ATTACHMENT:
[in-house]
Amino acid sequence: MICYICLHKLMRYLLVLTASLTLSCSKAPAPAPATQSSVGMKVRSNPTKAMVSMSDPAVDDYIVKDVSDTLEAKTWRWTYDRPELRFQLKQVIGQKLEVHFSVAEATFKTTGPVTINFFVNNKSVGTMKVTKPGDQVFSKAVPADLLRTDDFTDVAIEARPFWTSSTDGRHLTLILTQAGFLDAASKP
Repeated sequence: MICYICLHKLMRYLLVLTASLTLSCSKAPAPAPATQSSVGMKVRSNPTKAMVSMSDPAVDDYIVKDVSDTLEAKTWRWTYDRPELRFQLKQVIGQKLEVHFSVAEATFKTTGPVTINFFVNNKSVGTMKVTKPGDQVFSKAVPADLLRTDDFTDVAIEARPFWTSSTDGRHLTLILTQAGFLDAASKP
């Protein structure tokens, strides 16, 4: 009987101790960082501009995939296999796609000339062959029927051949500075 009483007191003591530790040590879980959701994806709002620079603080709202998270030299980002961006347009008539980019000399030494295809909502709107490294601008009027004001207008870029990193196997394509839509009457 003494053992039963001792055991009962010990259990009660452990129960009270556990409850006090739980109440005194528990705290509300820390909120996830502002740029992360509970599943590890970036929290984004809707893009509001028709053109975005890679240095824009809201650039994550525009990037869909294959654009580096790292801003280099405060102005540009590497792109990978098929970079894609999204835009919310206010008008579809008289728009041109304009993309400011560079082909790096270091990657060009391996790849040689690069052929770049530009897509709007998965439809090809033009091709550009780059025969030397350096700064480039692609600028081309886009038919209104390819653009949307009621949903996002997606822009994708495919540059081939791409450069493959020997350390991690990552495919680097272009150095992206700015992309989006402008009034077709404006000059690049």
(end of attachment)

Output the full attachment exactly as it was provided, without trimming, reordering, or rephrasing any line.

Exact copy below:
[in-house]
Amino acid sequence: MICYICLHKLMRYLLVLTASLTLSCSKAPAPAPATQSSVGMKVRSNPTKAMVSMSDPAVDDYIVKDVSDTLEAKTWRWTYDRPELRFQLKQVIGQKLEVHFSVAEATFKTTGPVTINFFVNNKSVGTMKVTKPGDQVFSKAVPADLLRTDDFTDVAIEARPFWTSSTDGRHLTLILTQAGFLDAASKP
Repeated sequence: MICYICLHKLMRYLLVLTASLTLSCSKAPAPAPATQSSVGMKVRSNPTKAMVSMSDPAVDDYIVKDVSDTLEAKTWRWTYDRPELRFQLKQVIGQKLEVHFSVAEATFKTTGPVTINFFVNNKSVGTMKVTKPGDQVFSKAVPADLLRTDDFTDVAIEARPFWTSSTDGRHLTLILTQAGFLDAASKP
């Protein structure tokens, strides 16, 4: 009987101790960082501009995939296999796609000339062959029927051949500075 009483007191003591530790040590879980959701994806709002620079603080709202998270030299980002961006347009008539980019000399030494295809909502709107490294601008009027004001207008870029990193196997394509839509009457 003494053992039963001792055991009962010990259990009660452990129960009270556990409850006090739980109440005194528990705290509300820390909120996830502002740029992360509970599943590890970036929290984004809707893009509001028709053109975005890679240095824009809201650039994550525009990037869909294959654009580096790292801003280099405060102005540009590497792109990978098929970079894609999204835009919310206010008008579809008289728009041109304009993309400011560079082909790096270091990657060009391996790849040689690069052929770049530009897509709007998965439809090809033009091709550009780059025969030397350096700064480039692609600028081309886009038919209104390819653009949307009621949903996002997606822009994708495919540059081939791409450069493959020997350390991690990552495919680097272009150095992206700015992309989006402008009034077709404006000059690049």